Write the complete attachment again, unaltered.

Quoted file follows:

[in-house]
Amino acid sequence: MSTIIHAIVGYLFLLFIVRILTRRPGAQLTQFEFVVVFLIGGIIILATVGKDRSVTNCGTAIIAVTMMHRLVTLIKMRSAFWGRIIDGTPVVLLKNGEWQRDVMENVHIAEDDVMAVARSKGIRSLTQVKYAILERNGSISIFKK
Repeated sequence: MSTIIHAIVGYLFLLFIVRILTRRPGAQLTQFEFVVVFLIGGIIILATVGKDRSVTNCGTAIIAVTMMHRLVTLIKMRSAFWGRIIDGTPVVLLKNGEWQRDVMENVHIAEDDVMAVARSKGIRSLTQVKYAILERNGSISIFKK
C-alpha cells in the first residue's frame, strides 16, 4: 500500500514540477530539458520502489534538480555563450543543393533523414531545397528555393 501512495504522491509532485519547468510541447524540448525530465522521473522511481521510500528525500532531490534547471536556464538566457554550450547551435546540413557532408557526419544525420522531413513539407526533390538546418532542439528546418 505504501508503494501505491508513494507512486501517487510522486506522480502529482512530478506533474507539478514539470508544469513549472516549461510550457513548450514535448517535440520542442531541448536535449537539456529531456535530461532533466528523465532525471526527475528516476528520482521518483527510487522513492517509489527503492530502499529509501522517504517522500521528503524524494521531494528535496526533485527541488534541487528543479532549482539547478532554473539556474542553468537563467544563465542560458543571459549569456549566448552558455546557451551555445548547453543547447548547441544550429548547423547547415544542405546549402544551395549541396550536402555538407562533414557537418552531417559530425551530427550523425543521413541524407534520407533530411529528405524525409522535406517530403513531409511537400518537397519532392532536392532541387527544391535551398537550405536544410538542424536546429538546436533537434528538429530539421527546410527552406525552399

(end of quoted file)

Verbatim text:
[in-house]
Amino acid sequence: MSTIIHAIVGYLFLLFIVRILTRRPGAQLTQFEFVVVFLIGGIIILATVGKDRSVTNCGTAIIAVTMMHRLVTLIKMRSAFWGRIIDGTPVVLLKNGEWQRDVMENVHIAEDDVMAVARSKGIRSLTQVKYAILERNGSISIFKK
Repeated sequence: MSTIIHAIVGYLFLLFIVRILTRRPGAQLTQFEFVVVFLIGGIIILATVGKDRSVTNCGTAIIAVTMMHRLVTLIKMRSAFWGRIIDGTPVVLLKNGEWQRDVMENVHIAEDDVMAVARSKGIRSLTQVKYAILERNGSISIFKK
C-alpha cells in the first residue's frame, strides 16, 4: 500500500514540477530539458520502489534538480555563450543543393533523414531545397528555393 501512495504522491509532485519547468510541447524540448525530465522521473522511481521510500528525500532531490534547471536556464538566457554550450547551435546540413557532408557526419544525420522531413513539407526533390538546418532542439528546418 505504501508503494501505491508513494507512486501517487510522486506522480502529482512530478506533474507539478514539470508544469513549472516549461510550457513548450514535448517535440520542442531541448536535449537539456529531456535530461532533466528523465532525471526527475528516476528520482521518483527510487522513492517509489527503492530502499529509501522517504517522500521528503524524494521531494528535496526533485527541488534541487528543479532549482539547478532554473539556474542553468537563467544563465542560458543571459549569456549566448552558455546557451551555445548547453543547447548547441544550429548547423547547415544542405546549402544551395549541396550536402555538407562533414557537418552531417559530425551530427550523425543521413541524407534520407533530411529528405524525409522535406517530403513531409511537400518537397519532392532536392532541387527544391535551398537550405536544410538542424536546429538546436533537434528538429530539421527546410527552406525552399